Unfortunately, many Western foundations follow the same course. The power of nonviolence to create profound change is hampered by a lack of funding. There is no “Peace Chest” the way that combatants have “War Chests” available to wage conflict.
A successful peace initiative in Sri Lanka can help support the concept of nonviolence as a potent philosophy elsewhere.
How can Western foundations contribute to the possibilities of peace?
Through Commonway’s involvement in Sri Lanka, Fetzer has already greatly increased the possibilities of peace on the island. The three most important contributions to the Peace Initiative are:
· helping Sarvodaya reconceptualize the Peace Initiative.
This involved holding top-level brainstorming sessions on peace with Sarvodaya
· Helping Sarvodaya move from charismatic leadership to a decentralized leadership where everyone within the organization holds the vision for Sarvodaya’s future. This involved training for Sarvodaya senior managers in basic managerial issues, developing internal communications and increasing Sarvodaya’s organizational intelligence.
· Developing ways for Westerners to contribute to the Sri Lanka peace process through Sarvodaya and Commonway. This includes participation in the Commonway team and the possibility directly involving Westerners in the peace efforts.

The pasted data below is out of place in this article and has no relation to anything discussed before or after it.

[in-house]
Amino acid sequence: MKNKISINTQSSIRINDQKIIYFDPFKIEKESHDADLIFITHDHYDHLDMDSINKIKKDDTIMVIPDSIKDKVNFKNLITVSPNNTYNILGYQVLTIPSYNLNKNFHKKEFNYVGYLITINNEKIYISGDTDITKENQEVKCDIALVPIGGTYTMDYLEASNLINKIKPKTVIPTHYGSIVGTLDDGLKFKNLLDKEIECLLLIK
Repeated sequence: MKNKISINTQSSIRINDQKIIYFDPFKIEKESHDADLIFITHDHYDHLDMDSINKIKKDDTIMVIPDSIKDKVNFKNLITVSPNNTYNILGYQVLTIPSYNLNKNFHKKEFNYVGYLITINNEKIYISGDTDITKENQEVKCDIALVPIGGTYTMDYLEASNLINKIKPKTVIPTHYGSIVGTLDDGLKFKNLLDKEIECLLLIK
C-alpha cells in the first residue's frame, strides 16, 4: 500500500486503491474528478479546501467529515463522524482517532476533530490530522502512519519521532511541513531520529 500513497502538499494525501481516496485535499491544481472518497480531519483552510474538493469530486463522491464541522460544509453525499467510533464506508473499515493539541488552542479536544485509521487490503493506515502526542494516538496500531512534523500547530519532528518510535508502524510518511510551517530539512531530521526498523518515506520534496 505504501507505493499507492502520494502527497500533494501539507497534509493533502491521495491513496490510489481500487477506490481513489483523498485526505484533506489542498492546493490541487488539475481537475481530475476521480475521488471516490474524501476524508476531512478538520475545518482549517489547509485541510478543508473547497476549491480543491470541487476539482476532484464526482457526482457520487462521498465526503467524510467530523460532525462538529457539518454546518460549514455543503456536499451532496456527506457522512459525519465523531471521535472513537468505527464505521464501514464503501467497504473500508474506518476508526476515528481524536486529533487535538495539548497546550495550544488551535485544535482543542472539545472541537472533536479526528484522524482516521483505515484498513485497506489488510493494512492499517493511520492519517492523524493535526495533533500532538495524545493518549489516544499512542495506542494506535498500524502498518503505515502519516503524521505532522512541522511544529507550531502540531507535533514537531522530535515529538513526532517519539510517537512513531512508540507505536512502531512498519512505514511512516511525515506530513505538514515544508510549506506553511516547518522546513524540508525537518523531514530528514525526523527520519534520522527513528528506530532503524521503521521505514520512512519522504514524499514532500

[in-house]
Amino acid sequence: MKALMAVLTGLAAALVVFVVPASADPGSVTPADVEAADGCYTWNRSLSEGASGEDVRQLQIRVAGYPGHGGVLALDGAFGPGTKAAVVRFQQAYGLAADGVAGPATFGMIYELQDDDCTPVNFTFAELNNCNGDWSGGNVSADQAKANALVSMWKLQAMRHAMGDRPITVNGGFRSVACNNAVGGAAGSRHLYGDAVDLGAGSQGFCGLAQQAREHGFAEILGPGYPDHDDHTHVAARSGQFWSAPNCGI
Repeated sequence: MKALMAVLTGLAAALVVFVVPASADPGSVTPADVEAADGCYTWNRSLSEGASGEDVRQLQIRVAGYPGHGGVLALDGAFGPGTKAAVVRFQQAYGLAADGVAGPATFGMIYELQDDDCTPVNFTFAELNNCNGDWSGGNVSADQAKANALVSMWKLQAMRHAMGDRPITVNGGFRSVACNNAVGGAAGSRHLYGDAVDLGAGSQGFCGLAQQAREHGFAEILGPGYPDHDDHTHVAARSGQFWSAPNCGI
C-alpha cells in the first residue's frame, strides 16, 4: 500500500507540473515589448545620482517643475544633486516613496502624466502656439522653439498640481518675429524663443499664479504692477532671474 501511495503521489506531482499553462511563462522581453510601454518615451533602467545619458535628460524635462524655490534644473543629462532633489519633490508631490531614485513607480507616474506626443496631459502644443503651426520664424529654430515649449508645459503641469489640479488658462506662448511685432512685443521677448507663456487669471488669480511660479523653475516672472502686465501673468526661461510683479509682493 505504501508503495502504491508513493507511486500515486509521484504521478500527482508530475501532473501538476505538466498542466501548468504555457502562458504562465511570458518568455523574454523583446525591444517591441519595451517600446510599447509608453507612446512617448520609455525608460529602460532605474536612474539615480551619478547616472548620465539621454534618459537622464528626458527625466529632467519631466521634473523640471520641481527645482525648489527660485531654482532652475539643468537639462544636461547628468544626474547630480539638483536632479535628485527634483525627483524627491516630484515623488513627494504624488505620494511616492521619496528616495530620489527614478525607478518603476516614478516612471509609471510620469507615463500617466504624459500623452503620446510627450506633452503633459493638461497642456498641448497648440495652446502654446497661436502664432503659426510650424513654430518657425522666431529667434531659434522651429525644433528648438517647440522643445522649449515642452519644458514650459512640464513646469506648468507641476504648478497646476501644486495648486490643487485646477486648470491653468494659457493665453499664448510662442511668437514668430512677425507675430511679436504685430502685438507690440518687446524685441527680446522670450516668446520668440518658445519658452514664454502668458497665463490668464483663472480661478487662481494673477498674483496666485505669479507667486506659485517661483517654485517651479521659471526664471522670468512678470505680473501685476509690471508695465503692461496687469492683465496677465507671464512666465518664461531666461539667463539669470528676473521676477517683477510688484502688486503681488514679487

At this critical time in the peace process, the most important need
for Sarvodaya’s peace efforts is a stable and adequate source of funding.
With this, they will be able to work toward peace in a more powerful, organized
and methodical way.
What do you see as the reasons for Fetzer to be involved in a shooting war literally on the other side of the planet? How do you see foundations like Fetzer increasing the possibilities of real peace in a world that seems to be increasingly at war?
Imagine this: you are a Program Officer at Fetzer. It’s the Fifties. You get a phone call from a guy named Martin Luther King. “I need Fetzer’s help in changing the nature of our society by dismantling the system of state-sponsored racism and discrimination. We are going to change the nature of our society and heal our relationships with each other. Our children will come to live in a profoundly different society.”
You ask him how he intends to do this.
He answers: “Some of us are going to go downtown and order sandwiches and Cokes. Others are going to ride the bus. “
Based on this, would you help him? Or would you think he was a nut and hang up on him?
Fetzer’s focus on promoting peace, social healing and the transformation of human consciousness is well known. Working to end the war in Sri Lanka is both a continuation and an expansion of that focus.
Sri Lanka involves moving beyond the peace conversations into field applications for peace activities.
Commonway is nurturing peace by changing consciousness. However,
we are attempting to catalyze a SPECIFIC change in consciousness.
Not a vague “everybody should love each other and get along”. Changing
from the consciousness of exclusivity: “I am Separate” to the consciousness
of inclusivity: “We are One”.